UK Explores Ambitious Free Trade Deal With China
World Economy

UK Explores Ambitious Free Trade Deal With China

British Chancellor Philip Hammond has begun discussions with China on an ambitious free trade deal which could see greater access for major Chinese banks and businesses to the UK economy.
The chancellor told the BBC it was time to explore “new opportunities” across the world, including with China, one of the UK’s biggest inward investors. That is despite a short term economic shock from leaving the European Union.
He added that the EU is not in “punishment mode” over the Brexit vote. “What we now need to do is to get on with it in a way that minimizes the economic impact on the UK economy in the short term and maximizes the benefit in the long term,” Hammond said, admitting that there had been “global disappointment” about the Brexit vote.
Chinese state media reported earlier in the month that the Chinese Ministry of Commerce wants to do a UK free trade deal.
Hammond has now revealed that Britain is also keen.
It will be the first time the UK has embarked on such a major project with the second largest economy in the world. This will raise concerns about cheap manufactured goods entering the UK more easily.

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In return for greater access to the UK for its manufactured products and investment, China would reduce barriers to Britain’s service industries like banking and insurance as well as UK goods.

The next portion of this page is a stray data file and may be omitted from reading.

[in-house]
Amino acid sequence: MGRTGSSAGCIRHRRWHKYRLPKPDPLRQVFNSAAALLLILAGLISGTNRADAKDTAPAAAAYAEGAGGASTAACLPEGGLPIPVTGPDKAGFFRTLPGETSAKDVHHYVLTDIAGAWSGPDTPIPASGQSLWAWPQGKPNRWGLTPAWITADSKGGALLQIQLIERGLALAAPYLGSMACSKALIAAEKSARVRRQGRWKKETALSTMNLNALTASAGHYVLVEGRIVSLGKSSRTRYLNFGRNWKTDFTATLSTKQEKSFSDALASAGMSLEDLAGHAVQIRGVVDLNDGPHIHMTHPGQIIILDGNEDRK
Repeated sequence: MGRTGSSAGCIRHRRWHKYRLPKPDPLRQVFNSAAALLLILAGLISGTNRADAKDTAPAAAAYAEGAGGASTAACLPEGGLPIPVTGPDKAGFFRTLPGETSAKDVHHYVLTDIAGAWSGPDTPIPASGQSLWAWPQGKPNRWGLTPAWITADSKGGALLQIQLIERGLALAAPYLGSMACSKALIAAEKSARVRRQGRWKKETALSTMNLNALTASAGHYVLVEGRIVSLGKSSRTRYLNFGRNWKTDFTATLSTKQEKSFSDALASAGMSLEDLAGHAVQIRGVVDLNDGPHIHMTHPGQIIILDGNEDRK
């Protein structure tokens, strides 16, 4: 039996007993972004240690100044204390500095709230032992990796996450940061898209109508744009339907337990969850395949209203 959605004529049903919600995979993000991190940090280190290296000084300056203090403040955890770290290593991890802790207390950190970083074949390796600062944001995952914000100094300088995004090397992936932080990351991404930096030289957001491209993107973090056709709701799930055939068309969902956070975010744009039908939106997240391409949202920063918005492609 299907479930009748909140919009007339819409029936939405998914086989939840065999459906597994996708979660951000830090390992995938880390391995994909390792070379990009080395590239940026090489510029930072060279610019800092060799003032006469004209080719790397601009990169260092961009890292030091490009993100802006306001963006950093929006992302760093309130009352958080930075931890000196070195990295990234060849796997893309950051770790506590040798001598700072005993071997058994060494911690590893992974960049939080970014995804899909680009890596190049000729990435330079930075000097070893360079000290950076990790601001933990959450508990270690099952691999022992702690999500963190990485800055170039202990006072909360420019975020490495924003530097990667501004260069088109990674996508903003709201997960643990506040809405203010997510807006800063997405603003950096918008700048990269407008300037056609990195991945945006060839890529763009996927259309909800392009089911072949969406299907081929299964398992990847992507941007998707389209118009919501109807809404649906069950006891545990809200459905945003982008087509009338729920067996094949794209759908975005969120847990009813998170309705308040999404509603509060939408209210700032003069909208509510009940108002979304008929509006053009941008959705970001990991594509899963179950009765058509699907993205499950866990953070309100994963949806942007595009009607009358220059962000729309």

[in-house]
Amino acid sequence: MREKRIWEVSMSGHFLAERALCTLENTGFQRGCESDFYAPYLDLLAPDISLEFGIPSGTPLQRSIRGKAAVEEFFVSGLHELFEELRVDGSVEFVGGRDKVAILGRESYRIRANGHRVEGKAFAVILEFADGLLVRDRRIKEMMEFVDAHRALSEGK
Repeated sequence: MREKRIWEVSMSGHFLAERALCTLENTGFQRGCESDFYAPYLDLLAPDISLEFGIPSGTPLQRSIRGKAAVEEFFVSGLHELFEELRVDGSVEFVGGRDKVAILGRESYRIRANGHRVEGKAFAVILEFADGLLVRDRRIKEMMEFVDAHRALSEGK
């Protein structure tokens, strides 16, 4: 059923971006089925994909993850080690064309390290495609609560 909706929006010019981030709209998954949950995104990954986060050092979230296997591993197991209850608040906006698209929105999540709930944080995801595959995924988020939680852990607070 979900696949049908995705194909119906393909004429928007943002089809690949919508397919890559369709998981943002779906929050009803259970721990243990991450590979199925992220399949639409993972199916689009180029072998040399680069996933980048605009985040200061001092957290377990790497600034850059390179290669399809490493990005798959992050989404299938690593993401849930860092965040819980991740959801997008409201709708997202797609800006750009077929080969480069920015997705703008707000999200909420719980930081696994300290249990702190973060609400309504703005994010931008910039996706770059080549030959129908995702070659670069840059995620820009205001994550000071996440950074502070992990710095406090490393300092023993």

That would be an important source of export income for Britain.
“The mood music that I have heard here is very much that this will mean more opportunity for countries like China that are outside the European Union to do business with Britain,” Hammond said.
“And as Britain leaves the European Union and is not bound by the rules of the European Union perhaps it will be easier to do deals with Britain in the future.”
On the sidelines of the G20 finance ministers meeting in Chengdu, China, BBC asked if that could mean a free trade deal, bilaterally agreed with China which invested over $5 billion in the UK in 2014. Hammond said, “Definitely I could see such a thing. We already have a strategic partnership with China.
“We have hugely increased our trade with China, investment both by British companies into China and by Chinese entities into the UK.
“That’s about as far as we can go while we are members of the European Union. But once we are out of the European Union, then I have no doubt on both sides we will want to cement that relationship into a firmer structure in a bilateral way that’s appropriate. That’s something we will have to explore in the future.”

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